NBC anchor Brian Williams retracts claim he was shot down over Iraq

Journalist apologises for claiming he came under fire while in US army helicopter

Journalist Brian Williams: “This was a bungled attempt by me to thank one special veteran”. Photograph: Douglas Gorenstein/NBC/Getty Images

Journalist Brian Williams: “This was a bungled attempt by me to thank one special veteran”. Photograph: Douglas Gorenstein/NBC/Getty Images

 

NBC News anchor Brian Williams has apologised for claiming he had been on a helicopter that was shot down by ground fire in Iraq in 2003.

Last week, NBC Nightly News filmed Williams taking a soldier to a New York Rangers game.

The public address announcer at the game explained to the crowd that “US Army Command Sgt Maj Tim Terpak was responsible for the safety of Brian Williams and his NBC News team after their Chinook helicopter was hit and crippled by enemy fire” during the invasion of Iraq.

Sgt Maj Terpak received a standing ovation, and, on Facebook, where NBC posted a video of the story, Williams was also praised. But one commenter cast doubt on the story, which Williams also told in vivid and specific detail to David Letterman in 2013.

“Sorry dude, I don’t remember you being on my aircraft,” wrote Lance Reynolds on Facebook. “I do remember you walking up about an hour after we had landed to ask me what had happened.”

The military newspaper Stars and Stripes, which first reported on the Facebook comment, identified Reynolds as the flight engineer on the helicopter.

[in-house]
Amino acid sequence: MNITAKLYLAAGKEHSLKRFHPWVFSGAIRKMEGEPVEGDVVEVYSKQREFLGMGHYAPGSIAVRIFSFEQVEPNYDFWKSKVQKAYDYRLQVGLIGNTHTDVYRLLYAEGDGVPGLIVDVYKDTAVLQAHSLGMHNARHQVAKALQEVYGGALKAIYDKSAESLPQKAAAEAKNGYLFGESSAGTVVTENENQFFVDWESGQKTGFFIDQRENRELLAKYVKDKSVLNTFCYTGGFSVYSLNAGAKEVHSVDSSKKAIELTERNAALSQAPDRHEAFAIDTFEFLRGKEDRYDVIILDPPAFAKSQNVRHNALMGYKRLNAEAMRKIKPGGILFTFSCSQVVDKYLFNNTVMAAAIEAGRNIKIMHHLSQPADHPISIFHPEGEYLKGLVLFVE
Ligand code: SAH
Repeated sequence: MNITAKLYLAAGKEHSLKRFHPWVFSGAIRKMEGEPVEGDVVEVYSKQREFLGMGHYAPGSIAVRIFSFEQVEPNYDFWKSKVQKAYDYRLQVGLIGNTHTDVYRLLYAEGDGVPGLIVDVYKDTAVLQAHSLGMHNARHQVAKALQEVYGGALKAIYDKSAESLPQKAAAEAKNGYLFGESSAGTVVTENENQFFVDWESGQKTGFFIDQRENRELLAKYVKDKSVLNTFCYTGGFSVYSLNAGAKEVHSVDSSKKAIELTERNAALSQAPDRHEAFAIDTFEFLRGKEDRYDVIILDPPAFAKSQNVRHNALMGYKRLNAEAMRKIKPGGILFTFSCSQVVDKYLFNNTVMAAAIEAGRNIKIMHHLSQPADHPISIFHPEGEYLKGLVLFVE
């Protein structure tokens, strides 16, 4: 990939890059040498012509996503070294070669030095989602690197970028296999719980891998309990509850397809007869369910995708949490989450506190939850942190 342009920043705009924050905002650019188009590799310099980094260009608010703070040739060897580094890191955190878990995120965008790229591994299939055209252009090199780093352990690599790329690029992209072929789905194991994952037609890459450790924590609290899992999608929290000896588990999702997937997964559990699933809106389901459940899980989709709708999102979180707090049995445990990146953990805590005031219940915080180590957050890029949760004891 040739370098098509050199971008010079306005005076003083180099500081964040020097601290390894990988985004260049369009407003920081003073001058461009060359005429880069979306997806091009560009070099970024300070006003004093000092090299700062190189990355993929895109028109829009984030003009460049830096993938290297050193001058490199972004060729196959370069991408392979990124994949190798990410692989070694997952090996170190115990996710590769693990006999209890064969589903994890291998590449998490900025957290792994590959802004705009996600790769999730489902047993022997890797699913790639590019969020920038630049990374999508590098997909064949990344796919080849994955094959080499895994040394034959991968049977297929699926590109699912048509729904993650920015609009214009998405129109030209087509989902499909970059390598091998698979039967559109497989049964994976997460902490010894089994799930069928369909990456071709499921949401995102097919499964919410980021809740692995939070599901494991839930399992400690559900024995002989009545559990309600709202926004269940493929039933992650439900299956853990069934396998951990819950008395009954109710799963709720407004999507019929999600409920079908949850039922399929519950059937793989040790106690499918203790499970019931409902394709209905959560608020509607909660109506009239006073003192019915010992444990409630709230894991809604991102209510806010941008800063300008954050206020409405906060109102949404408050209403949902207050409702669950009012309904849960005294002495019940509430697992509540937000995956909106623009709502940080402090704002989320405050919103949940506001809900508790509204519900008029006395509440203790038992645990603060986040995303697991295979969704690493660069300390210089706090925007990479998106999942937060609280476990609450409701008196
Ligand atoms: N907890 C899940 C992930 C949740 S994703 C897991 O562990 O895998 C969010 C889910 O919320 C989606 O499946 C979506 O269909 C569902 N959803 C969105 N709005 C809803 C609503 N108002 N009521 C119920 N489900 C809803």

He and other crew members told Stars and Stripes that Williams was not in their helicopter that had been shot down but in one that arrived an hour later.

On Wednesday, Williams replied on Facebook and admitted that he had made a mistake, acknowledging that he was not in an aircraft hit by ground fire but instead was in a following aircraft.

“You are absolutely right and I was wrong,” he wrote, adding that he had in fact been on the helicopter behind the one that had been hit. Constant viewing of the video showing him inspecting the impact area, he said, “and the fog of memory over 12 years - made me conflate the two, and I apologise.”

On Wednesday’s night’s Nightly News broadcast, Williams reiterated his apology.

“This was a bungled attempt by me to thank one special veteran and by extension our brave military men and women veterans everywhere, those who have served while I did not,” Williams said. “I hope they know they have my greatest respect and also now my apology.”